Two reasons people are anti-training (perhaps not coincidentally, this is also why people are anti- competing in organized shooting sports):
1) "It costs too much." Somebody has fifteen guns, a motorcycle, a PS3 with plenty of games hooked to his flat-panel TeeWee (not to mention the PS2 and PlayStation in the attic), and who knows how many other toys, and a $200-$400 handgun training course "costs too much". Hey, Skippy, how 'bout selling that Taurus Raging Judge you were bragging about buying last week and using the proceeds to get yourself taught how to use one of the fourteen other guns you already had? (And maybe sell one of those and take an MSF class for your motorcyclin' while you're at it.) The problem is, people can't point at new mental furniture and say to their friends "Look what I just bought!"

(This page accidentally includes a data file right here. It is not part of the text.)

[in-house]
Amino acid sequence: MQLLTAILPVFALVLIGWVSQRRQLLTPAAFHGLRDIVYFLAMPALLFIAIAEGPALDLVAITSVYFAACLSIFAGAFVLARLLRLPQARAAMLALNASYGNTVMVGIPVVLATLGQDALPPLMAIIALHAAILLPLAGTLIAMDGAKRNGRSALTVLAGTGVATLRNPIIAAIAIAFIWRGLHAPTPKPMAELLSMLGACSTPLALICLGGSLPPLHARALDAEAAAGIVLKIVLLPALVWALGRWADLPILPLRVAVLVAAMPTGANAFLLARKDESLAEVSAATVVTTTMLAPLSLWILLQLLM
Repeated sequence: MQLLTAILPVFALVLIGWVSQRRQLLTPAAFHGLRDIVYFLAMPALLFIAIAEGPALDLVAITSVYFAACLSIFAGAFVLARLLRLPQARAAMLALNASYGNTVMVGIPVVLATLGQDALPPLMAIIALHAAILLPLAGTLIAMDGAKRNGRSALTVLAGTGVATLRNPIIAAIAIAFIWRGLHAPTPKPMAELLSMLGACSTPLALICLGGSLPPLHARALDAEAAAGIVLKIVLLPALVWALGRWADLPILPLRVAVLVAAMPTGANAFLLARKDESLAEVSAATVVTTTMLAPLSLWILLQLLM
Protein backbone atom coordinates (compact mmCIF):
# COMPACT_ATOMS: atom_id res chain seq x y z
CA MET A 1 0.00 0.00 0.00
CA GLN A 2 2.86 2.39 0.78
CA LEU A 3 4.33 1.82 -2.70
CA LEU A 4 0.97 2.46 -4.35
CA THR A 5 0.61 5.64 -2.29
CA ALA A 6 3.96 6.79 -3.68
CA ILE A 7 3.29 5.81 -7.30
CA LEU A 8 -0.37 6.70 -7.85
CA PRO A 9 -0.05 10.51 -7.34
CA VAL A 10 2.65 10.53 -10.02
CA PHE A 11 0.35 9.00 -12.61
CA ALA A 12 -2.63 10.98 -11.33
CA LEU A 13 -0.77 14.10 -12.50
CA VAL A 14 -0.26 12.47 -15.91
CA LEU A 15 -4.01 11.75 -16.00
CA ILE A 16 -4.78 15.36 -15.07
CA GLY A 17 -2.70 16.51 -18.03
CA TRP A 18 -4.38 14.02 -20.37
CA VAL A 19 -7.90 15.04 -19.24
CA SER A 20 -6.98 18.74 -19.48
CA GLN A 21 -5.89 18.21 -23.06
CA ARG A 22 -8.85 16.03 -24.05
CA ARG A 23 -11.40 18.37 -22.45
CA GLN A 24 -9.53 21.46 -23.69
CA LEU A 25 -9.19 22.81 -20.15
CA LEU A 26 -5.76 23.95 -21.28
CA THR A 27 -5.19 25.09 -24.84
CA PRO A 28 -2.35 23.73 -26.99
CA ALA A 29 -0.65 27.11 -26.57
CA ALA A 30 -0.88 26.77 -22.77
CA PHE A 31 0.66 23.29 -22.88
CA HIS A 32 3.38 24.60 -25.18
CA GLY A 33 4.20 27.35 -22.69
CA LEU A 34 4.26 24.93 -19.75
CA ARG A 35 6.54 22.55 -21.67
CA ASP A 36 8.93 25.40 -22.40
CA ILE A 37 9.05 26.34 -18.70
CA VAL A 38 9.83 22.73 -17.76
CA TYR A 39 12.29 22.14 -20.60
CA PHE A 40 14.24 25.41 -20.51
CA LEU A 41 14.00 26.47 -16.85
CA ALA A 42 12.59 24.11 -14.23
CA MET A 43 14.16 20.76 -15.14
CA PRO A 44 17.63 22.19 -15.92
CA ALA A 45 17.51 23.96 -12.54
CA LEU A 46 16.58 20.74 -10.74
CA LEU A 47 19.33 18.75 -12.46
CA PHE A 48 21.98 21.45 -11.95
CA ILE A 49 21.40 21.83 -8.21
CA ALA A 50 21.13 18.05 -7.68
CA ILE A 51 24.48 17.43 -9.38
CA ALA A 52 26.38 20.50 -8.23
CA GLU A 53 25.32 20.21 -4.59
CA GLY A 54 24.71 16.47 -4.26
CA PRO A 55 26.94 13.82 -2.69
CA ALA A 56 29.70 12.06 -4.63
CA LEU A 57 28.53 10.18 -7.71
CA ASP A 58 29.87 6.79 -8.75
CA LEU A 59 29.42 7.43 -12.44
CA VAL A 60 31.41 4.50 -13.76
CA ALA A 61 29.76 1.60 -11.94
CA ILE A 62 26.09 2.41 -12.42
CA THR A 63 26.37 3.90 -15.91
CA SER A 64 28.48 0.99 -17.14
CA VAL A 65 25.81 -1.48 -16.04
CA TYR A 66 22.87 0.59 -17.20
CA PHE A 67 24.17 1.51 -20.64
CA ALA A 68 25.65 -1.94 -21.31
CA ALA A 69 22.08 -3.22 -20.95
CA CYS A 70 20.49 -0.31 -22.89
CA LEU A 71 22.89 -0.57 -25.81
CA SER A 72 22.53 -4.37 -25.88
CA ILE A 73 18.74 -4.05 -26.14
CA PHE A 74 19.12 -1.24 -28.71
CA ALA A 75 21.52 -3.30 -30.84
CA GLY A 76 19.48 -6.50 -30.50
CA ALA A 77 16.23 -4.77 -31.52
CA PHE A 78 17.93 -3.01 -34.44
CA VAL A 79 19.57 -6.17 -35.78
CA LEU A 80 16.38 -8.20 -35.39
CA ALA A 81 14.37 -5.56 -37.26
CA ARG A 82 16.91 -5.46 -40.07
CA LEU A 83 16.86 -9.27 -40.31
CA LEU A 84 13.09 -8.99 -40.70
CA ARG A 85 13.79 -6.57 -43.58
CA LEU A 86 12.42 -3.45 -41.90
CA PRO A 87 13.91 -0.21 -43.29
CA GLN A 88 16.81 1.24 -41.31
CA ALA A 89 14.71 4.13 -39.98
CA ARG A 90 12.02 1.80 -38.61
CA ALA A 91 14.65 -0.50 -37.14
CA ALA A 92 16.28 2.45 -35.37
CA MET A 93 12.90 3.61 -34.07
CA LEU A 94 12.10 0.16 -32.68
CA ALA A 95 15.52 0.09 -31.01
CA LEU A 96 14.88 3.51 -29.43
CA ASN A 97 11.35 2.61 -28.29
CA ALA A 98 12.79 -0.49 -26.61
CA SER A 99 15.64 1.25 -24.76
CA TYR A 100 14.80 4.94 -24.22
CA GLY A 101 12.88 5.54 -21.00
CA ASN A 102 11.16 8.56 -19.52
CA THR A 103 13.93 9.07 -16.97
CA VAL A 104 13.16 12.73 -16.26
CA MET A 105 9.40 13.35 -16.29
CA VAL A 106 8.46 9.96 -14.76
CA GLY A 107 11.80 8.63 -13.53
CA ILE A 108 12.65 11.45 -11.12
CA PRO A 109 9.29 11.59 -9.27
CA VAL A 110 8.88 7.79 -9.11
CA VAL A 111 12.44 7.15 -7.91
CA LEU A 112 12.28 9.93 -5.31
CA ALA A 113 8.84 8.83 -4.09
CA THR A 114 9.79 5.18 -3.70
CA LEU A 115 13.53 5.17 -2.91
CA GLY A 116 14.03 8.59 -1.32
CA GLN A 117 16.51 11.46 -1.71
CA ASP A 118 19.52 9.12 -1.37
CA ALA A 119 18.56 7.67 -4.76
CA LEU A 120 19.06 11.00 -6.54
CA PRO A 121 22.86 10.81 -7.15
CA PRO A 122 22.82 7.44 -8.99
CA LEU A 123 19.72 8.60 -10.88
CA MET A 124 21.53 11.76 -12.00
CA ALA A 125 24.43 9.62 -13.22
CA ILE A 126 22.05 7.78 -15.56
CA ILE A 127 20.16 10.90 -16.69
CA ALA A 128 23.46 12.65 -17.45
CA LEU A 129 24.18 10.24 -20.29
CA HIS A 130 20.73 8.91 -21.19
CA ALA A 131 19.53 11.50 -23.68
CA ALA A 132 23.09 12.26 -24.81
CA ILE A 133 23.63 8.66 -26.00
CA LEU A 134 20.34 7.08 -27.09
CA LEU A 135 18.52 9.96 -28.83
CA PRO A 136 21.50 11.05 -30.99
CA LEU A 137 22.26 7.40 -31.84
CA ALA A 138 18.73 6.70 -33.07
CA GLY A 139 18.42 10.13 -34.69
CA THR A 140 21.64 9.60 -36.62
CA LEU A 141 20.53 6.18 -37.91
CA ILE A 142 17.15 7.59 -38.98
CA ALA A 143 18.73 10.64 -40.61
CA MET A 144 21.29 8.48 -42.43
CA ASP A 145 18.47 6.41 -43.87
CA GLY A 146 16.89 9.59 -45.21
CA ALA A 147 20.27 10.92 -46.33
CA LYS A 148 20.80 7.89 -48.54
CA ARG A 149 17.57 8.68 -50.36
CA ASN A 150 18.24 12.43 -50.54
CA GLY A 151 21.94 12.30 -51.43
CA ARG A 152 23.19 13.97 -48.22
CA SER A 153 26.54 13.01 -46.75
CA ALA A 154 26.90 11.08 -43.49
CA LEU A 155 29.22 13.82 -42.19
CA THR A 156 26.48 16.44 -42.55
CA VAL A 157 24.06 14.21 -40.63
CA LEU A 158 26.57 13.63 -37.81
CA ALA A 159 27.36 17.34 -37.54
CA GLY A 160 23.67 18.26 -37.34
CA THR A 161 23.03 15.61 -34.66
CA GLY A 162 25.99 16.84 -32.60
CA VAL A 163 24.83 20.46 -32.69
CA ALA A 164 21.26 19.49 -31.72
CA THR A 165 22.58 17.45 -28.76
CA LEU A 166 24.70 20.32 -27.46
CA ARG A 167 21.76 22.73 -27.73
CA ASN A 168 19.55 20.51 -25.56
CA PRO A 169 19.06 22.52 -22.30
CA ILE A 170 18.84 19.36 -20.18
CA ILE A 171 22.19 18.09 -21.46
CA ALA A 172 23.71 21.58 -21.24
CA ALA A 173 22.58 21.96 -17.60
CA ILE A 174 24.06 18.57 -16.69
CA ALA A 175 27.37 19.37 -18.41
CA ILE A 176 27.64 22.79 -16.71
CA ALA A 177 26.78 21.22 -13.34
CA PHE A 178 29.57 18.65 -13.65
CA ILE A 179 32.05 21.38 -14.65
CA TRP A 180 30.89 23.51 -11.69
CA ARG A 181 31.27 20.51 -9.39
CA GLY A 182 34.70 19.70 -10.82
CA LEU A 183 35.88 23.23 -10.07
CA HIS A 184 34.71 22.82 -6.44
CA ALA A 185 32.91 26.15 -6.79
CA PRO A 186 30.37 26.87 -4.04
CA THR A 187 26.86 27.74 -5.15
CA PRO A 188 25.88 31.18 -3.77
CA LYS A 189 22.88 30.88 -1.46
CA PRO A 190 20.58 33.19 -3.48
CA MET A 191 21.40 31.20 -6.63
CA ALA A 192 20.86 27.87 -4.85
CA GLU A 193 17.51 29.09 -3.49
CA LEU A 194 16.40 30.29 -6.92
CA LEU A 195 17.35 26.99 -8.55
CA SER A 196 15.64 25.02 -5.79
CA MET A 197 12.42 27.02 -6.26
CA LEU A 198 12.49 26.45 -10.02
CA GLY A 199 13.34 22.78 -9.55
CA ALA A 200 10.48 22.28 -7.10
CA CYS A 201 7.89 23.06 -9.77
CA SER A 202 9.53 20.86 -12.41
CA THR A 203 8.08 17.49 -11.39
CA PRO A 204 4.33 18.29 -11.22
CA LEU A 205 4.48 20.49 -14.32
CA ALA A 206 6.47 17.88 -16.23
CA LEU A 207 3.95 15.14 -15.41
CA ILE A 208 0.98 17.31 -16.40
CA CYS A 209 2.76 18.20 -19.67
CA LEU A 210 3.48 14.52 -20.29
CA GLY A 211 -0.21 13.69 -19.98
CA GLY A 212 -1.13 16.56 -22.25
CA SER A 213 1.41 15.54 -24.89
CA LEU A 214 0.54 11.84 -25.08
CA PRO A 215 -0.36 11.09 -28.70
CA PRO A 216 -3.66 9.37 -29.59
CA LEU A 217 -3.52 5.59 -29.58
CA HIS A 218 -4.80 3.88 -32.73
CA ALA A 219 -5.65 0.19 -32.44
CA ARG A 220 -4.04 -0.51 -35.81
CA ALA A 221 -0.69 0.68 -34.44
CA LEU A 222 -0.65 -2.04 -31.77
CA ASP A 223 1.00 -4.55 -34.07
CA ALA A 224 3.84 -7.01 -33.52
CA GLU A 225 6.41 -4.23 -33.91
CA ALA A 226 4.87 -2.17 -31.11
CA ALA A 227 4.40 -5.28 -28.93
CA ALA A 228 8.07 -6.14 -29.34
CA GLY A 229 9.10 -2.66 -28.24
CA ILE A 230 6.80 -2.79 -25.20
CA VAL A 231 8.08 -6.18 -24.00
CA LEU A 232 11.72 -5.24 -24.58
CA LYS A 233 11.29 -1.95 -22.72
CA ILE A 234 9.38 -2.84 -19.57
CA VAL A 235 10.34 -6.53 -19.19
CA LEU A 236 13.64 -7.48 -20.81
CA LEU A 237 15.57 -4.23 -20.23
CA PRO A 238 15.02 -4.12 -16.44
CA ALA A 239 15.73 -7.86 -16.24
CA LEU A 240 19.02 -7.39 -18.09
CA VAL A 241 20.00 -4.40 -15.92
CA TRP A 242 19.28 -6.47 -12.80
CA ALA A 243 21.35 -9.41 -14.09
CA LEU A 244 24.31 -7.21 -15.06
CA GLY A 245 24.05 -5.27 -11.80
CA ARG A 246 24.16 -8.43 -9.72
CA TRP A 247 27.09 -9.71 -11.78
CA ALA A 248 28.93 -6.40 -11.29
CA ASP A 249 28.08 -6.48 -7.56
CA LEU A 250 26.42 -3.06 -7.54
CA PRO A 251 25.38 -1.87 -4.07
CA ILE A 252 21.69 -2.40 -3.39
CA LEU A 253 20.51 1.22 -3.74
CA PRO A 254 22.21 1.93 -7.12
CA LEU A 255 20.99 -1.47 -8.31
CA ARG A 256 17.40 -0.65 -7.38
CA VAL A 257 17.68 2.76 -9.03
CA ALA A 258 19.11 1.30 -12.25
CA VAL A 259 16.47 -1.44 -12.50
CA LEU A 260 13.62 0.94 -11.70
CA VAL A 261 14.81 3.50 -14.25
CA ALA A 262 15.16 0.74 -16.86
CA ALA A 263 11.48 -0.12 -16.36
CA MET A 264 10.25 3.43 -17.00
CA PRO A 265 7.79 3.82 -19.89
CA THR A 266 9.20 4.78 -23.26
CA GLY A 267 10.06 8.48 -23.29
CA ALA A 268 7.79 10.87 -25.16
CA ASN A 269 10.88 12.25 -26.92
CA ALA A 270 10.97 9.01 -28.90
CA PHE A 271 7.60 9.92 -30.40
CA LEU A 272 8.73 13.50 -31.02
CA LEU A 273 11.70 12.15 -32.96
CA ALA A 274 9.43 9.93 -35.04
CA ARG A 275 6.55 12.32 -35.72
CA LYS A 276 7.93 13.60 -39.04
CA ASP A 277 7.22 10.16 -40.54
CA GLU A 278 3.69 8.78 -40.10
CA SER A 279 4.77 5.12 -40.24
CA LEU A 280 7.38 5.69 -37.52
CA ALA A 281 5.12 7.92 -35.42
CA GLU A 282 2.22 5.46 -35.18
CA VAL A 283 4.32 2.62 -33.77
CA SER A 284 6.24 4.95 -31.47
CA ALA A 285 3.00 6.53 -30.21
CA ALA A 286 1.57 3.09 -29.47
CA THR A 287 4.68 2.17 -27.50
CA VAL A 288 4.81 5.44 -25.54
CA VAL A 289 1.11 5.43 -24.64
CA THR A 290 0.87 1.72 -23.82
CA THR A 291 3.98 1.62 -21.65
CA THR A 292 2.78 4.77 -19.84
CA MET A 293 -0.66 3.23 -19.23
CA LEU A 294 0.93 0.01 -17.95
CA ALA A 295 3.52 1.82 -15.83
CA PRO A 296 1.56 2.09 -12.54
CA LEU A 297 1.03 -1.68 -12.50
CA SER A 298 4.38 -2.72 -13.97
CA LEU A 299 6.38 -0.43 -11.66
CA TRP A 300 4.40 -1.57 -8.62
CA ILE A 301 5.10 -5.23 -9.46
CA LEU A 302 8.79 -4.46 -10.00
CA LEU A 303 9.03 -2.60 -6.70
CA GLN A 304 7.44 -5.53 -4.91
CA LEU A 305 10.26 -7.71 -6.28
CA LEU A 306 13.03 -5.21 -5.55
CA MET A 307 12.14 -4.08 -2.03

2) People can't shoot, but think they can. At the range, nobody is really watching them shoot and, face it, everybody else at the range is awful, too. But if they go to a class or enter a match, it will get proved officially: "Joe/Jane Averageshooter: First Loser". It takes humility to learn and lose. Humble people don't boast on their adequacy. So most people go and buy another gun instead, because when they open the box on that gun, it won't look up at them and say "You stink!"; it'll say "You just bought the official pistol of SWATSEAL Team 37 1/2! Congratulations!"